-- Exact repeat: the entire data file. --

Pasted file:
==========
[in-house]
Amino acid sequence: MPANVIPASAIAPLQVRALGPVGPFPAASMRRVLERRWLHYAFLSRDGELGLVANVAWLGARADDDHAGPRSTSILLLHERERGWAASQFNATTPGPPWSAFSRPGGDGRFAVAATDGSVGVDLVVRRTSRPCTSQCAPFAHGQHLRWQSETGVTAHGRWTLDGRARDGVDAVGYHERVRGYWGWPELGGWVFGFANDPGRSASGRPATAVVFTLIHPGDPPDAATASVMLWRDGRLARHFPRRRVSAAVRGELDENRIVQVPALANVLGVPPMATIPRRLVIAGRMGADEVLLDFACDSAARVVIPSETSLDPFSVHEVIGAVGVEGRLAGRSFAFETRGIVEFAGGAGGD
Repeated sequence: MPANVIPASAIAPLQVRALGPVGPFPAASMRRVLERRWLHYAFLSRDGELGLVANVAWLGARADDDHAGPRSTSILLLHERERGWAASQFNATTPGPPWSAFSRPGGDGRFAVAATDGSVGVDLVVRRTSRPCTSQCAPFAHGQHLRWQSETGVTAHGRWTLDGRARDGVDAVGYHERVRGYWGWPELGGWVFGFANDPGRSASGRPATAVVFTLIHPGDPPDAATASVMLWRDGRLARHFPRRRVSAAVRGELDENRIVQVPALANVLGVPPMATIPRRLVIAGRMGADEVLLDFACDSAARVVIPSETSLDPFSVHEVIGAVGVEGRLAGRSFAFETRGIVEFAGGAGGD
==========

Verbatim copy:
[in-house]
Amino acid sequence: MPANVIPASAIAPLQVRALGPVGPFPAASMRRVLERRWLHYAFLSRDGELGLVANVAWLGARADDDHAGPRSTSILLLHERERGWAASQFNATTPGPPWSAFSRPGGDGRFAVAATDGSVGVDLVVRRTSRPCTSQCAPFAHGQHLRWQSETGVTAHGRWTLDGRARDGVDAVGYHERVRGYWGWPELGGWVFGFANDPGRSASGRPATAVVFTLIHPGDPPDAATASVMLWRDGRLARHFPRRRVSAAVRGELDENRIVQVPALANVLGVPPMATIPRRLVIAGRMGADEVLLDFACDSAARVVIPSETSLDPFSVHEVIGAVGVEGRLAGRSFAFETRGIVEFAGGAGGD
Repeated sequence: MPANVIPASAIAPLQVRALGPVGPFPAASMRRVLERRWLHYAFLSRDGELGLVANVAWLGARADDDHAGPRSTSILLLHERERGWAASQFNATTPGPPWSAFSRPGGDGRFAVAATDGSVGVDLVVRRTSRPCTSQCAPFAHGQHLRWQSETGVTAHGRWTLDGRARDGVDAVGYHERVRGYWGWPELGGWVFGFANDPGRSASGRPATAVVFTLIHPGDPPDAATASVMLWRDGRLARHFPRRRVSAAVRGELDENRIVQVPALANVLGVPPMATIPRRLVIAGRMGADEVLLDFACDSAARVVIPSETSLDPFSVHEVIGAVGVEGRLAGRSFAFETRGIVEFAGGAGGD